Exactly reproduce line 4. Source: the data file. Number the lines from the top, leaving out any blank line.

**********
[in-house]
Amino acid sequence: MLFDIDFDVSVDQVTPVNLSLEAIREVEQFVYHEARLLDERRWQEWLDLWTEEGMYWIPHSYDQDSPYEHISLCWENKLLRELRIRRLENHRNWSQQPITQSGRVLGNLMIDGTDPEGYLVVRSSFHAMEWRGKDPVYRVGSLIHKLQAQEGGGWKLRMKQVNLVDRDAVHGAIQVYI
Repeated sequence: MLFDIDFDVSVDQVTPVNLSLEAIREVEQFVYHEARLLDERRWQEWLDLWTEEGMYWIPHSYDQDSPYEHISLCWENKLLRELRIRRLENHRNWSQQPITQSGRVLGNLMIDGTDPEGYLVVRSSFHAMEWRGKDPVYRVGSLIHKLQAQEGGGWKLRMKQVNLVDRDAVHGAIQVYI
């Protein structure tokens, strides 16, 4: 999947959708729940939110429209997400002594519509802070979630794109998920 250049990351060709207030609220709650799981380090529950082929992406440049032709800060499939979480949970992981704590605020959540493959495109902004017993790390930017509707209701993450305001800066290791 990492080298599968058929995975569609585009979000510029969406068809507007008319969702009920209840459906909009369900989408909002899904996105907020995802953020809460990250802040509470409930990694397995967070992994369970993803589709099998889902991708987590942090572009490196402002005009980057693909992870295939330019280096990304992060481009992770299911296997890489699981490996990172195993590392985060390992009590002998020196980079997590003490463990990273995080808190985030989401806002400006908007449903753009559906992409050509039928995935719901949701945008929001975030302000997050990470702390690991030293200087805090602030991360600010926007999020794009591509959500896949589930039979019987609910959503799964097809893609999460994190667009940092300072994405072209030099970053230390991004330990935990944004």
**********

């Protein structure tokens, strides 16, 4: 999947959708729940939110429209997400002594519509802070979630794109998920 250049990351060709207030609220709650799981380090529950082929992406440049032709800060499939979480949970992981704590605020959540493959495109902004017993790390930017509707209701993450305001800066290791 990492080298599968058929995975569609585009979000510029969406068809507007008319969702009920209840459906909009369900989408909002899904996105907020995802953020809460990250802040509470409930990694397995967070992994369970993803589709099998889902991708987590942090572009490196402002005009980057693909992870295939330019280096990304992060481009992770299911296997890489699981490996990172195993590392985060390992009590002998020196980079997590003490463990990273995080808190985030989401806002400006908007449903753009559906992409050509039928995935719901949701945008929001975030302000997050990470702390690991030293200087805090602030991360600010926007999020794009591509959500896949589930039979019987609910959503799964097809893609999460994190667009940092300072994405072209030099970053230390991004330990935990944004």